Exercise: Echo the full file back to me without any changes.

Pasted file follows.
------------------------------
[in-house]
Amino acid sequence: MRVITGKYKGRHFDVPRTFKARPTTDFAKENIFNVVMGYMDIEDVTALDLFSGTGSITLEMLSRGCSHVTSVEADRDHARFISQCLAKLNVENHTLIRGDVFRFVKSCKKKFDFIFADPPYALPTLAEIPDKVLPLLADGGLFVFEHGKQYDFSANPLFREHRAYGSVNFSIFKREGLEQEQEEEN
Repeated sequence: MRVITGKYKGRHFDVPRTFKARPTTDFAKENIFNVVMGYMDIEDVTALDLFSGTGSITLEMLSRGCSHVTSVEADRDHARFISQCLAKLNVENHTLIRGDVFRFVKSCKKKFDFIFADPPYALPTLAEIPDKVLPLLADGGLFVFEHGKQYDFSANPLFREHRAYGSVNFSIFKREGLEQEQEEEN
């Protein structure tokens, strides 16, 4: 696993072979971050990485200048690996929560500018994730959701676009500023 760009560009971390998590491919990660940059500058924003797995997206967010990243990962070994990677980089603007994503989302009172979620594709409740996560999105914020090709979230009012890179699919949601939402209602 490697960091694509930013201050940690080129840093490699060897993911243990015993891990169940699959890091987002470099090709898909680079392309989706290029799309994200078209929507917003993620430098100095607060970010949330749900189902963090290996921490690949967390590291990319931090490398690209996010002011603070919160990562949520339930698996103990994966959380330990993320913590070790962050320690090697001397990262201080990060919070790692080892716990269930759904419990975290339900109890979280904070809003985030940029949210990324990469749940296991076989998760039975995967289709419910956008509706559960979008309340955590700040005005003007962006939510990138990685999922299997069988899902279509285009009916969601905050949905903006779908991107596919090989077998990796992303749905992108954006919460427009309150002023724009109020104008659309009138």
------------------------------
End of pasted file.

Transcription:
[in-house]
Amino acid sequence: MRVITGKYKGRHFDVPRTFKARPTTDFAKENIFNVVMGYMDIEDVTALDLFSGTGSITLEMLSRGCSHVTSVEADRDHARFISQCLAKLNVENHTLIRGDVFRFVKSCKKKFDFIFADPPYALPTLAEIPDKVLPLLADGGLFVFEHGKQYDFSANPLFREHRAYGSVNFSIFKREGLEQEQEEEN
Repeated sequence: MRVITGKYKGRHFDVPRTFKARPTTDFAKENIFNVVMGYMDIEDVTALDLFSGTGSITLEMLSRGCSHVTSVEADRDHARFISQCLAKLNVENHTLIRGDVFRFVKSCKKKFDFIFADPPYALPTLAEIPDKVLPLLADGGLFVFEHGKQYDFSANPLFREHRAYGSVNFSIFKREGLEQEQEEEN
């Protein structure tokens, strides 16, 4: 696993072979971050990485200048690996929560500018994730959701676009500023 760009560009971390998590491919990660940059500058924003797995997206967010990243990962070994990677980089603007994503989302009172979620594709409740996560999105914020090709979230009012890179699919949601939402209602 490697960091694509930013201050940690080129840093490699060897993911243990015993891990169940699959890091987002470099090709898909680079392309989706290029799309994200078209929507917003993620430098100095607060970010949330749900189902963090290996921490690949967390590291990319931090490398690209996010002011603070919160990562949520339930698996103990994966959380330990993320913590070790962050320690090697001397990262201080990060919070790692080892716990269930759904419990975290339900109890979280904070809003985030940029949210990324990469749940296991076989998760039975995967289709419910956008509706559960979008309340955590700040005005003007962006939510990138990685999922299997069988899902279509285009009916969601905050949905903006779908991107596919090989077998990796992303749905992108954006919460427009309150002023724009109020104008659309009138």